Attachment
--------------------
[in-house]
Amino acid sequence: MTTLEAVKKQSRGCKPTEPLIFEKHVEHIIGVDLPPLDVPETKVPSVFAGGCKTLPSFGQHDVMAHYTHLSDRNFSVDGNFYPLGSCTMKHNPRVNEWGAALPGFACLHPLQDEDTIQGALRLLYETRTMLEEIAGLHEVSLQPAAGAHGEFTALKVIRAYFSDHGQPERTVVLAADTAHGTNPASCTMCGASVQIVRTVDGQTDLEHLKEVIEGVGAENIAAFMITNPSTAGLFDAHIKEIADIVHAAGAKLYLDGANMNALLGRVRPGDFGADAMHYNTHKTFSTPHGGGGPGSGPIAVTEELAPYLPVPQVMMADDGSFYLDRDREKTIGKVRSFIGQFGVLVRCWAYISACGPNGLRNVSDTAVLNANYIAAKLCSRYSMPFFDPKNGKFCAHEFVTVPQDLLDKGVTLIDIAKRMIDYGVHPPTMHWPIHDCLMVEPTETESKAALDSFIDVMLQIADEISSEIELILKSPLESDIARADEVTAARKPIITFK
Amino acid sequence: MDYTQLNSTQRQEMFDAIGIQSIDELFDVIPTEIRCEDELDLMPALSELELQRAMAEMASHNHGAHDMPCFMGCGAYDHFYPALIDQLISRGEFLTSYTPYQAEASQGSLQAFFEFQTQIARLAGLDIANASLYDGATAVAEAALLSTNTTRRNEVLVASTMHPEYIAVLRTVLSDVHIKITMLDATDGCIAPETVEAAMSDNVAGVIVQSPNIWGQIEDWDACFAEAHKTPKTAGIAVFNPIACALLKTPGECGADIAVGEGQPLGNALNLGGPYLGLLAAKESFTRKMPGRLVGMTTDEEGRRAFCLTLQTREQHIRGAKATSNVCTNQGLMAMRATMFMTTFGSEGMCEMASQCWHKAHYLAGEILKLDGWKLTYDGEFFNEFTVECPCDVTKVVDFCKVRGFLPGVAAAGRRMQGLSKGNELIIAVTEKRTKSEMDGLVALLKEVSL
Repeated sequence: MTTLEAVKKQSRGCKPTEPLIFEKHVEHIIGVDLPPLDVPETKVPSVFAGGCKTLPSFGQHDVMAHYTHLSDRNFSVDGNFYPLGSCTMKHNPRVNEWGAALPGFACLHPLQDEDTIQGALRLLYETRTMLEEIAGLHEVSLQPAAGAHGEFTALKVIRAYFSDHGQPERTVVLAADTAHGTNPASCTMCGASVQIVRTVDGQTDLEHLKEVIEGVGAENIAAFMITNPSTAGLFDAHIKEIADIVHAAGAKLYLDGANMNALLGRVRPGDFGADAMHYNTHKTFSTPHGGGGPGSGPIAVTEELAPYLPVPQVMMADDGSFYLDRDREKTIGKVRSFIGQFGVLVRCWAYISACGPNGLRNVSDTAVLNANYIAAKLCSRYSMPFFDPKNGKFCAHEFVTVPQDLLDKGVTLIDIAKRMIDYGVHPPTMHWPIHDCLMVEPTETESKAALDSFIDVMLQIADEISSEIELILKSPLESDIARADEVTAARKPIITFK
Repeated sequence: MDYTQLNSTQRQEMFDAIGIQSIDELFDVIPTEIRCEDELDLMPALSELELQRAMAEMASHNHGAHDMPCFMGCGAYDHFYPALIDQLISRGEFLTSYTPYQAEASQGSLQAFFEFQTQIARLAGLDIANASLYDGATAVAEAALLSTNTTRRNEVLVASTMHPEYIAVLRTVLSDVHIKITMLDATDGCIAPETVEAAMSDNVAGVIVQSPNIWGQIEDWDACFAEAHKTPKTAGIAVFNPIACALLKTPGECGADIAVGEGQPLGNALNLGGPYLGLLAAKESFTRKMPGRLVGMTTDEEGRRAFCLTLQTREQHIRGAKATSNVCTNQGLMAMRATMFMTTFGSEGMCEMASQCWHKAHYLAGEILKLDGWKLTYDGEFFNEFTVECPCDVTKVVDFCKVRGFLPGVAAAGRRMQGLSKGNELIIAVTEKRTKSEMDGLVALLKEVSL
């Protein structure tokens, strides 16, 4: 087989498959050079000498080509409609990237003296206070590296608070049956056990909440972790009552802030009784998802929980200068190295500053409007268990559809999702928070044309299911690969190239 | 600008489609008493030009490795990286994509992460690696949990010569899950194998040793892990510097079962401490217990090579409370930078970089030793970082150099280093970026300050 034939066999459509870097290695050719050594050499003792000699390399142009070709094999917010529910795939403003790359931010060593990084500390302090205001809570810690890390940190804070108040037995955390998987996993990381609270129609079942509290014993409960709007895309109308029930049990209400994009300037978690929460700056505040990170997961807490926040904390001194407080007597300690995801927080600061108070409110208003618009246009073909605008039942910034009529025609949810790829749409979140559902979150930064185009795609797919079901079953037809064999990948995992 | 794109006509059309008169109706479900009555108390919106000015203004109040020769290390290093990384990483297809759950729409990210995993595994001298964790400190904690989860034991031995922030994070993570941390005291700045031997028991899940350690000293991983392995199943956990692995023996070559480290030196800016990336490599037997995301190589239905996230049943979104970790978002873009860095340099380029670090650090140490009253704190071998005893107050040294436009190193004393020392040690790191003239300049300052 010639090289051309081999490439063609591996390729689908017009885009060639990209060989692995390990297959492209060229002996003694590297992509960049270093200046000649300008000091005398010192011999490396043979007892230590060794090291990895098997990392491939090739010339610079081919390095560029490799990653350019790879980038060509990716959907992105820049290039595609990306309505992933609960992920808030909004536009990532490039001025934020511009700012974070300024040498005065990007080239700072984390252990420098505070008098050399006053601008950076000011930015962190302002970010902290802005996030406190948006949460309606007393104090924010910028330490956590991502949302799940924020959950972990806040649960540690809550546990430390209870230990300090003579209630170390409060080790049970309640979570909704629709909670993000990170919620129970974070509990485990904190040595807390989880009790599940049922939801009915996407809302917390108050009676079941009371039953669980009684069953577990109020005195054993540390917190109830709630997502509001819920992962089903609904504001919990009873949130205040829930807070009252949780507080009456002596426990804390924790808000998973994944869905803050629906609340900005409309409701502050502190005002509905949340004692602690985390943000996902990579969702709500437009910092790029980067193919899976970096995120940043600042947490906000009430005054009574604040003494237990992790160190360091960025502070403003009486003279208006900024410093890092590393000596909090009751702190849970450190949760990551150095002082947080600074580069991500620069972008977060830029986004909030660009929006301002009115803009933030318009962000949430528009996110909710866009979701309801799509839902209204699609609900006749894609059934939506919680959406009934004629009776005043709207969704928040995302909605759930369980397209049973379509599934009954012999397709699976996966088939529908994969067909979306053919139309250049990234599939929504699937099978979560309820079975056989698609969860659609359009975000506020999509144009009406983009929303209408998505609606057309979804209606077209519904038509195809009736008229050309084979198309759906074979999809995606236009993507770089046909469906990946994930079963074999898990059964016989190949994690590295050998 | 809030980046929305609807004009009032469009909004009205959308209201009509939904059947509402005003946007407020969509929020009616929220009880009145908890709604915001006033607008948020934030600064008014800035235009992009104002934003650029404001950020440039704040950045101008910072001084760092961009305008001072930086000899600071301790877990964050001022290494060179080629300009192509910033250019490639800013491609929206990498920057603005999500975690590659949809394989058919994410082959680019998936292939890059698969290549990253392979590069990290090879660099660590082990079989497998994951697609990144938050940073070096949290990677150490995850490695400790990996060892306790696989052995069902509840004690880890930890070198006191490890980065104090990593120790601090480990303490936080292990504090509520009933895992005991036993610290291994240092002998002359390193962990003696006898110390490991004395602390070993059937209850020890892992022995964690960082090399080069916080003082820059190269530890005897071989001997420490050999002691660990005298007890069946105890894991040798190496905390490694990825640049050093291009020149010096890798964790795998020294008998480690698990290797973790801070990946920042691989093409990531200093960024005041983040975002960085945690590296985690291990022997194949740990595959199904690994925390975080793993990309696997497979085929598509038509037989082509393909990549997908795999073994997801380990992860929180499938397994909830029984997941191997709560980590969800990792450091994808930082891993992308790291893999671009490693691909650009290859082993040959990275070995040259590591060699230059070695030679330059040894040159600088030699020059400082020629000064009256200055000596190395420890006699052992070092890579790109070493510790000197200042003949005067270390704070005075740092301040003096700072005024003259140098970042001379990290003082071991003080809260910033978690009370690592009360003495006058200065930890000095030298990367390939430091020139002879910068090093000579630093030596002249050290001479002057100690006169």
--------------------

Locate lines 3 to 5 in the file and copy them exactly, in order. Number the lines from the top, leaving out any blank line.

Amino acid sequence: MDYTQLNSTQRQEMFDAIGIQSIDELFDVIPTEIRCEDELDLMPALSELELQRAMAEMASHNHGAHDMPCFMGCGAYDHFYPALIDQLISRGEFLTSYTPYQAEASQGSLQAFFEFQTQIARLAGLDIANASLYDGATAVAEAALLSTNTTRRNEVLVASTMHPEYIAVLRTVLSDVHIKITMLDATDGCIAPETVEAAMSDNVAGVIVQSPNIWGQIEDWDACFAEAHKTPKTAGIAVFNPIACALLKTPGECGADIAVGEGQPLGNALNLGGPYLGLLAAKESFTRKMPGRLVGMTTDEEGRRAFCLTLQTREQHIRGAKATSNVCTNQGLMAMRATMFMTTFGSEGMCEMASQCWHKAHYLAGEILKLDGWKLTYDGEFFNEFTVECPCDVTKVVDFCKVRGFLPGVAAAGRRMQGLSKGNELIIAVTEKRTKSEMDGLVALLKEVSL
Repeated sequence: MTTLEAVKKQSRGCKPTEPLIFEKHVEHIIGVDLPPLDVPETKVPSVFAGGCKTLPSFGQHDVMAHYTHLSDRNFSVDGNFYPLGSCTMKHNPRVNEWGAALPGFACLHPLQDEDTIQGALRLLYETRTMLEEIAGLHEVSLQPAAGAHGEFTALKVIRAYFSDHGQPERTVVLAADTAHGTNPASCTMCGASVQIVRTVDGQTDLEHLKEVIEGVGAENIAAFMITNPSTAGLFDAHIKEIADIVHAAGAKLYLDGANMNALLGRVRPGDFGADAMHYNTHKTFSTPHGGGGPGSGPIAVTEELAPYLPVPQVMMADDGSFYLDRDREKTIGKVRSFIGQFGVLVRCWAYISACGPNGLRNVSDTAVLNANYIAAKLCSRYSMPFFDPKNGKFCAHEFVTVPQDLLDKGVTLIDIAKRMIDYGVHPPTMHWPIHDCLMVEPTETESKAALDSFIDVMLQIADEISSEIELILKSPLESDIARADEVTAARKPIITFK
Repeated sequence: MDYTQLNSTQRQEMFDAIGIQSIDELFDVIPTEIRCEDELDLMPALSELELQRAMAEMASHNHGAHDMPCFMGCGAYDHFYPALIDQLISRGEFLTSYTPYQAEASQGSLQAFFEFQTQIARLAGLDIANASLYDGATAVAEAALLSTNTTRRNEVLVASTMHPEYIAVLRTVLSDVHIKITMLDATDGCIAPETVEAAMSDNVAGVIVQSPNIWGQIEDWDACFAEAHKTPKTAGIAVFNPIACALLKTPGECGADIAVGEGQPLGNALNLGGPYLGLLAAKESFTRKMPGRLVGMTTDEEGRRAFCLTLQTREQHIRGAKATSNVCTNQGLMAMRATMFMTTFGSEGMCEMASQCWHKAHYLAGEILKLDGWKLTYDGEFFNEFTVECPCDVTKVVDFCKVRGFLPGVAAAGRRMQGLSKGNELIIAVTEKRTKSEMDGLVALLKEVSL